Louisiana Bills Would Prevent State Gas-Powered Vehicle Ban

One bill is expected to be taken up soon by a House committee.


Combustion engine vehicles will continue to be available for sale in Louisiana, pending two bills in the House of Representatives.

One was deferred March 14 and the other is expected to be taken up soon by the chamber's Transportation, Highways and Public Works Committee.

State Rep. Dodie Horton, R-Haughton, authored House Bill 515. The bill would prohibit any state agency from placing limits or a prohibition on the sale or use of new vehicles with internal combustion engines.

The bill would also mandate that any air quality challenges related to the Louisiana Air Pollutant Emission Control Program can't restrict a state resident to purchase any vehicle.

Horton told the committee she would rather support House Bill 341 by state Rep. Phillip Tarver, a Lake Charles Republican who owns a Toyota dealership, because she said "he's a subject matter expert."

Tarver's bill is nearly identical in its language to Horton's bill.

The committee also approved a bill that allows property owners to only charge unpaid parking fees to vehicles they boot and another measure that would remove the 10-year cap on leases at Louisiana airports.

Both measures are headed to the House floor for a potential vote.

The Louisiana bills designed to prevent a state internal combustion vehicle ban come as the U.S. National Highway Traffic Safety Administration issued a draft regulation in July that increase the Corporate Average Fuel Economy to 58 miles per gallon for cars and light trucks by 2032, requiring automakers to sell more hybrid gasoline/electric and battery electric vehicles to meet the new standards. That's an 18.4% increase from the 49 miles per gallon standard that will fully go into effect by 2026.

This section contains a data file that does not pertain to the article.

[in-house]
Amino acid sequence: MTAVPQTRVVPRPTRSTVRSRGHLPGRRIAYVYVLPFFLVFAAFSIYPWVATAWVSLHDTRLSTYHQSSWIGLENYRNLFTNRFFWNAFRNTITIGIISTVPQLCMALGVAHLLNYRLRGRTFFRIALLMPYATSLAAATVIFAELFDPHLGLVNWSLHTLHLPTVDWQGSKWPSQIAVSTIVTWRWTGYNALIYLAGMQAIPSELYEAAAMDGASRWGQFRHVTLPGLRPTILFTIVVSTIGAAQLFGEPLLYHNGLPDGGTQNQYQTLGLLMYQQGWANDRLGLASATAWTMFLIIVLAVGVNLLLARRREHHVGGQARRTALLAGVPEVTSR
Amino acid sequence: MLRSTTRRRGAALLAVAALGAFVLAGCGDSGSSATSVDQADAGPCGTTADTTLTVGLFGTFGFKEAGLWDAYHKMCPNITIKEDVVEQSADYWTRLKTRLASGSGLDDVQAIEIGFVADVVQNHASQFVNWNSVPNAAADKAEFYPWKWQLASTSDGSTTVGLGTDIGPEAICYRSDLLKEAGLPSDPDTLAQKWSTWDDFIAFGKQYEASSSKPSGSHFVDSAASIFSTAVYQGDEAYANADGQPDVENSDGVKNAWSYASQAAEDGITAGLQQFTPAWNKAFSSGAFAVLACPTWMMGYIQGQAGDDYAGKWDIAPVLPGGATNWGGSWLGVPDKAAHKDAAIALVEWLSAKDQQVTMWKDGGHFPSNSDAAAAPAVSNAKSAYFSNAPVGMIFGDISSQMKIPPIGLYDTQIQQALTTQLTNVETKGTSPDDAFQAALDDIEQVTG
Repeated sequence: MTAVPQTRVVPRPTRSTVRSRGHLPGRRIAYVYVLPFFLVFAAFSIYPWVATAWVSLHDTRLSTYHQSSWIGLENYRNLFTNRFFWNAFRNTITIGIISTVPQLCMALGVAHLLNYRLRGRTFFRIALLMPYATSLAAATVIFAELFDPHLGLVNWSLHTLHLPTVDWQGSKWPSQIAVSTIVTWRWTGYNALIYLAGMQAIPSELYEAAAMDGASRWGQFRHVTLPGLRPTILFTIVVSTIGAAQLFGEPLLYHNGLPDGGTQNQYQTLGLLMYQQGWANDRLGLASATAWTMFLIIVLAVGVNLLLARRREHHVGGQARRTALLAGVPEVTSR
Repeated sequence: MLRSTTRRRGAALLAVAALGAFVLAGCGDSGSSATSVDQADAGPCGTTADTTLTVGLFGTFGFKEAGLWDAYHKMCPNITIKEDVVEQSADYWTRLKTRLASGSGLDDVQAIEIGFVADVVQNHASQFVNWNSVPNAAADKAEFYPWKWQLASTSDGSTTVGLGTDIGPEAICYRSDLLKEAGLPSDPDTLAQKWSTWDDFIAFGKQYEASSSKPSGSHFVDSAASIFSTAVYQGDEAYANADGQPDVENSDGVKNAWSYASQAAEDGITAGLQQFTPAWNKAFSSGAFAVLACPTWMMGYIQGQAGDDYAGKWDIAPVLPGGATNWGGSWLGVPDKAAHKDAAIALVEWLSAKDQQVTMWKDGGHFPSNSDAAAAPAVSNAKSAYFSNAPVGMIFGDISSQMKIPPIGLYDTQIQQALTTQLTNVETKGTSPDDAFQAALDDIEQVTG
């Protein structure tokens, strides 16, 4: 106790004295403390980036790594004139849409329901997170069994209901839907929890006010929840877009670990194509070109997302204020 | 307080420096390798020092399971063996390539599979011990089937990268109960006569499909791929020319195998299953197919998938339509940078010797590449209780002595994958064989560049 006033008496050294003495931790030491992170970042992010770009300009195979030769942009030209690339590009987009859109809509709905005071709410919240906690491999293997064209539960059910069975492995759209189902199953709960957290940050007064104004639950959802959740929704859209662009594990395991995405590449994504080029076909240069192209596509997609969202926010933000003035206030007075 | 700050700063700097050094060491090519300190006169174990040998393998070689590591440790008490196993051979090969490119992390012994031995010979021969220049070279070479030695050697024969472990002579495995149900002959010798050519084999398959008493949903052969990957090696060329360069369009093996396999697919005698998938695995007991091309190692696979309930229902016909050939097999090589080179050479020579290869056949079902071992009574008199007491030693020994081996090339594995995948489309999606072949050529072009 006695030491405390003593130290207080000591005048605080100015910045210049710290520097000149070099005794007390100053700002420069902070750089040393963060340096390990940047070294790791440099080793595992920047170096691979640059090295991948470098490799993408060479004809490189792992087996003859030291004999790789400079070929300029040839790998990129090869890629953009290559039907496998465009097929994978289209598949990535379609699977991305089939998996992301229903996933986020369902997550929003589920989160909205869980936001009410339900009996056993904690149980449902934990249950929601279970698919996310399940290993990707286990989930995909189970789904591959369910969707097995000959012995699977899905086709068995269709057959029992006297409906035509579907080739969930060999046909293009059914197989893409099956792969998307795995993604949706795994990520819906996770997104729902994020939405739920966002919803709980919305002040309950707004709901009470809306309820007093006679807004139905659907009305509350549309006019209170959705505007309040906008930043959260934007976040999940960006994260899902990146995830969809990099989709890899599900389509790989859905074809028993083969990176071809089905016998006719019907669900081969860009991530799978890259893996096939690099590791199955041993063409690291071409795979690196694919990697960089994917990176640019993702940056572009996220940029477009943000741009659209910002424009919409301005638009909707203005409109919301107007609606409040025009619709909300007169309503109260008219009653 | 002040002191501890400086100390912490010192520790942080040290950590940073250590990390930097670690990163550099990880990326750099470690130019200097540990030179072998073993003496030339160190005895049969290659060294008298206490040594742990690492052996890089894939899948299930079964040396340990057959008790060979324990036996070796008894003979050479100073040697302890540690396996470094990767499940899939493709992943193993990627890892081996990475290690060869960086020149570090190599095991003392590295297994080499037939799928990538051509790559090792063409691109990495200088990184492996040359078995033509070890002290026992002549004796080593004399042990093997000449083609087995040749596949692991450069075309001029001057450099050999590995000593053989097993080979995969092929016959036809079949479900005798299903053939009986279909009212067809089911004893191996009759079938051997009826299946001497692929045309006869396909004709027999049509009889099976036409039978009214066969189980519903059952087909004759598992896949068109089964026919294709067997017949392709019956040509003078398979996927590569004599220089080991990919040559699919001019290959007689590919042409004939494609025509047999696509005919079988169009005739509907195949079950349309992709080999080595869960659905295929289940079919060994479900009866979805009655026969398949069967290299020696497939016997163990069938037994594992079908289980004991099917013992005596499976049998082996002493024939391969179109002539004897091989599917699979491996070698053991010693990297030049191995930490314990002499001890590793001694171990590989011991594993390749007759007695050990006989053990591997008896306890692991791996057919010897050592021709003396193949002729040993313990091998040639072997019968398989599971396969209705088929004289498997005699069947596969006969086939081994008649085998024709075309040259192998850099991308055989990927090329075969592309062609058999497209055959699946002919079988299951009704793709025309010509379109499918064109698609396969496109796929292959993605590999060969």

Automakers that aren't compliant with the standard are forced to buy credits from those in compliance, such as Tesla, to make up for the disparity. For example, according to the most recent annual financial statement from Tesla, so-called regulatory credits accounted for $1.79 billion in 2023, up 21% from the year prior.

According to a U.S. Department of Energy update through 2022 -- the latest numbers available -- Louisiana has more than 3.1 million gas-powered vehicles and more than 115,000 using diesel. The combined total of electric, plug-in hybrid electric, and hybrid-electric at the time was 40,200.

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